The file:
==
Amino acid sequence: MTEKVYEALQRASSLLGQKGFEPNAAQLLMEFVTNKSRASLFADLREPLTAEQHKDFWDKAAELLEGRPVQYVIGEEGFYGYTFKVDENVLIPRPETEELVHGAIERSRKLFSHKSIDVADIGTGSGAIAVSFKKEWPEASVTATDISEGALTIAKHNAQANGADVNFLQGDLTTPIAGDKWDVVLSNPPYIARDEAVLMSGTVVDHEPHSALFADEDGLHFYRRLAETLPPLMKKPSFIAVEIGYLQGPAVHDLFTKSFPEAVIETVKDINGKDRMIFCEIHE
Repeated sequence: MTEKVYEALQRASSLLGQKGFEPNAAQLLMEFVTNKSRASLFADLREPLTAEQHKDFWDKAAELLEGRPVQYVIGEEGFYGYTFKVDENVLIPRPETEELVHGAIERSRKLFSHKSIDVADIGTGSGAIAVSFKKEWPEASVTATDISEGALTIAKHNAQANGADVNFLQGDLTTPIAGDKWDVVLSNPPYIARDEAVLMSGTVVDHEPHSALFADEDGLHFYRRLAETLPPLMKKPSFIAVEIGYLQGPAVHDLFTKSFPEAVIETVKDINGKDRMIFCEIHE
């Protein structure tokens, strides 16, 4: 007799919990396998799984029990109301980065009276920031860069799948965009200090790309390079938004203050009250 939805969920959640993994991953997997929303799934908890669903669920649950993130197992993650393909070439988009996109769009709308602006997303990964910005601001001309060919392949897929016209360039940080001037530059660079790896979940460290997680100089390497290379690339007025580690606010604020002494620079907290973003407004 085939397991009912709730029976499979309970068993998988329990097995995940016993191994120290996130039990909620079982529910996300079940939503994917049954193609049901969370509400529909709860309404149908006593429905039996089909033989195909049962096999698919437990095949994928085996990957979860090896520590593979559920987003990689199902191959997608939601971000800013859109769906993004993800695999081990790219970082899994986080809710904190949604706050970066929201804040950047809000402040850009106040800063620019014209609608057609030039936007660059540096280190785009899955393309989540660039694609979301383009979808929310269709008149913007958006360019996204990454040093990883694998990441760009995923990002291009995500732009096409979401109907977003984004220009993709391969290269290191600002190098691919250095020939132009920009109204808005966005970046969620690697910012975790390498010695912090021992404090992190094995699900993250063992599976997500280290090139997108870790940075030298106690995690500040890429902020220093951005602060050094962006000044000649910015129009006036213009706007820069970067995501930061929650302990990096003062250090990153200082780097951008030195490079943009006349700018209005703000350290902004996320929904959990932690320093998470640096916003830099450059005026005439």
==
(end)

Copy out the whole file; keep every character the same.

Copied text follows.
Amino acid sequence: MTEKVYEALQRASSLLGQKGFEPNAAQLLMEFVTNKSRASLFADLREPLTAEQHKDFWDKAAELLEGRPVQYVIGEEGFYGYTFKVDENVLIPRPETEELVHGAIERSRKLFSHKSIDVADIGTGSGAIAVSFKKEWPEASVTATDISEGALTIAKHNAQANGADVNFLQGDLTTPIAGDKWDVVLSNPPYIARDEAVLMSGTVVDHEPHSALFADEDGLHFYRRLAETLPPLMKKPSFIAVEIGYLQGPAVHDLFTKSFPEAVIETVKDINGKDRMIFCEIHE
Repeated sequence: MTEKVYEALQRASSLLGQKGFEPNAAQLLMEFVTNKSRASLFADLREPLTAEQHKDFWDKAAELLEGRPVQYVIGEEGFYGYTFKVDENVLIPRPETEELVHGAIERSRKLFSHKSIDVADIGTGSGAIAVSFKKEWPEASVTATDISEGALTIAKHNAQANGADVNFLQGDLTTPIAGDKWDVVLSNPPYIARDEAVLMSGTVVDHEPHSALFADEDGLHFYRRLAETLPPLMKKPSFIAVEIGYLQGPAVHDLFTKSFPEAVIETVKDINGKDRMIFCEIHE
């Protein structure tokens, strides 16, 4: 007799919990396998799984029990109301980065009276920031860069799948965009200090790309390079938004203050009250 939805969920959640993994991953997997929303799934908890669903669920649950993130197992993650393909070439988009996109769009709308602006997303990964910005601001001309060919392949897929016209360039940080001037530059660079790896979940460290997680100089390497290379690339007025580690606010604020002494620079907290973003407004 085939397991009912709730029976499979309970068993998988329990097995995940016993191994120290996130039990909620079982529910996300079940939503994917049954193609049901969370509400529909709860309404149908006593429905039996089909033989195909049962096999698919437990095949994928085996990957979860090896520590593979559920987003990689199902191959997608939601971000800013859109769906993004993800695999081990790219970082899994986080809710904190949604706050970066929201804040950047809000402040850009106040800063620019014209609608057609030039936007660059540096280190785009899955393309989540660039694609979301383009979808929310269709008149913007958006360019996204990454040093990883694998990441760009995923990002291009995500732009096409979401109907977003984004220009993709391969290269290191600002190098691919250095020939132009920009109204808005966005970046969620690697910012975790390498010695912090021992404090992190094995699900993250063992599976997500280290090139997108870790940075030298106690995690500040890429902020220093951005602060050094962006000044000649910015129009006036213009706007820069970067995501930061929650302990990096003062250090990153200082780097951008030195490079943009006349700018209005703000350290902004996320929904959990932690320093998470640096916003830099450059005026005439």